• Grandpas GrubGrandpas Grub Posts: 14,226
    Not OT at all...

    Cast Iron will hold the extreme heat longer when the cold meat is put on the grate. If the grate is very close to the the lump I am guessing there wouldn't be much difference.

    I will sear a hunk of beef in a CI Dutch Oven for a wider sear and to develop more flavor.



    With T-Rexing a steak the idea is to get the egg very hot, the cast iron grid is at fire ring level or so and very hot. The meat is seared, the egg cooled and the meat put back on for the roast.

  • Grandpas GrubGrandpas Grub Posts: 14,226
    I put a link in the above post to the grid. Photo egg uses it on his small.

    The grid diameter is 11.75 inches. Each tab is another 1/2". I want to use it on the small and larger eggs.

  • Thanks GG. I definitely understand the benefit of CI in general, but I wasn't sure whether it made a difference when searing right next to the coals with spider due to extreme heat and short duration of contact with the meat.

    I think this answered the question:
    Cast Iron will hold the extreme heat longer when the cold meat is put on the grate.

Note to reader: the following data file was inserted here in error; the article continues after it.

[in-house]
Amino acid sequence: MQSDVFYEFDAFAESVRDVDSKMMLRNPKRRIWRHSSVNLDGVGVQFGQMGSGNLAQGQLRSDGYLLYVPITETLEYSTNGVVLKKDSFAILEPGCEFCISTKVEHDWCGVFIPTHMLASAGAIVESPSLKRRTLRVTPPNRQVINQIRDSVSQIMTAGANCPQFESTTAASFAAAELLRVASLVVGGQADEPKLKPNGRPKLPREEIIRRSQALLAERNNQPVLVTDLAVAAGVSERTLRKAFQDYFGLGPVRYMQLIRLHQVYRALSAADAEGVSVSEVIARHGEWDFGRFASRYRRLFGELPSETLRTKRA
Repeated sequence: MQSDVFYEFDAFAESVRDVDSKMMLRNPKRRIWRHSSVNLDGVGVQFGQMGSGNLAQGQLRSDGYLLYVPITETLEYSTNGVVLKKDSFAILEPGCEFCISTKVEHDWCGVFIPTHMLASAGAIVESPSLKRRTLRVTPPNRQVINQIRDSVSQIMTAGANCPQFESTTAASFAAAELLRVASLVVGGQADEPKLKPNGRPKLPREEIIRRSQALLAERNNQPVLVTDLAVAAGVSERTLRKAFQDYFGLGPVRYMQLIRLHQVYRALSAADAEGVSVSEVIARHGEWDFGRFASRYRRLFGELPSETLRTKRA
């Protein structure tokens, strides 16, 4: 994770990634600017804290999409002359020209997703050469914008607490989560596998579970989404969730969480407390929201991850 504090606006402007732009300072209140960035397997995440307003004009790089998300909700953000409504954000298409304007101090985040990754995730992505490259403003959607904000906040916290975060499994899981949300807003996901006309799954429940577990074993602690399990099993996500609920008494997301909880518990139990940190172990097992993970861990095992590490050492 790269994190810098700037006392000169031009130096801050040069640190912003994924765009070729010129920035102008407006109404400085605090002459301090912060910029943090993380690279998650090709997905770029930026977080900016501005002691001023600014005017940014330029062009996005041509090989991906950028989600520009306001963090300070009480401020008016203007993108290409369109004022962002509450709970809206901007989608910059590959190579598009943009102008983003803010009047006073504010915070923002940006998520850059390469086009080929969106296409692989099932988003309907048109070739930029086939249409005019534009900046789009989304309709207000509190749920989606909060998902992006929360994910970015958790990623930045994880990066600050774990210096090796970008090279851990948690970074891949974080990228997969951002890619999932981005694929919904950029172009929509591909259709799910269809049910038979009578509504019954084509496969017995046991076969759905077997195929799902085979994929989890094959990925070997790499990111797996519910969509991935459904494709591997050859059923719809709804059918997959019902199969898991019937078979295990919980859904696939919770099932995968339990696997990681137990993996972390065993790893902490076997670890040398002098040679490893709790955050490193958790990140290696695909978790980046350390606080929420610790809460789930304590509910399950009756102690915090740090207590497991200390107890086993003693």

Great looking Dutch Oven cook, btw. Thanks for the pics! Dutch Oven is yet another accessory I "need" for my BGE. :)
  • MickeyMickey Posts: 18,593
    I find the SS to be so much lighter and seems (for me) to work just as well.
    Retired the CI to the storage box.
    Salado TX Egg Family: 2 Large and a very well used Mini, added a Mini Max (I'm good for now). 

  • leeflashleeflash Posts: 66
    I brush down my CI grid after cooking while Its still hot,debris comes right off. Let it cool down Then spray with pam before next cook.
  • field handfield hand Posts: 420
    I have CI for my XL (has two halves) and my small. Use both very frequently and don't take any special care except for brushing them after the cook, while hot. Seems to be enough grease left after brushing to protect them. No rust problems after two years.

    Marthasville, MO
  • WoodyWoody Posts: 95
    Don't often post, but when I do I love the responses. Thanks again to all for the responses and keep them coming if there is something we missed.
    Woody in Northville, MI
    Large BGE with AR R & B Oval Combo w/Extender and Sliding D Grid, Kick Ash Basket, Smokeware Cap, Wok, Grill Grates and Kettle Q
  • NibbleMeThisNibbleMeThis Posts: 2,293
    Excellent post Kent. You explained the process very well, thanks!
    Knoxville, TN
    Nibble Me This
Sign In or Register to comment.
Click here for Forum Use Guidelines.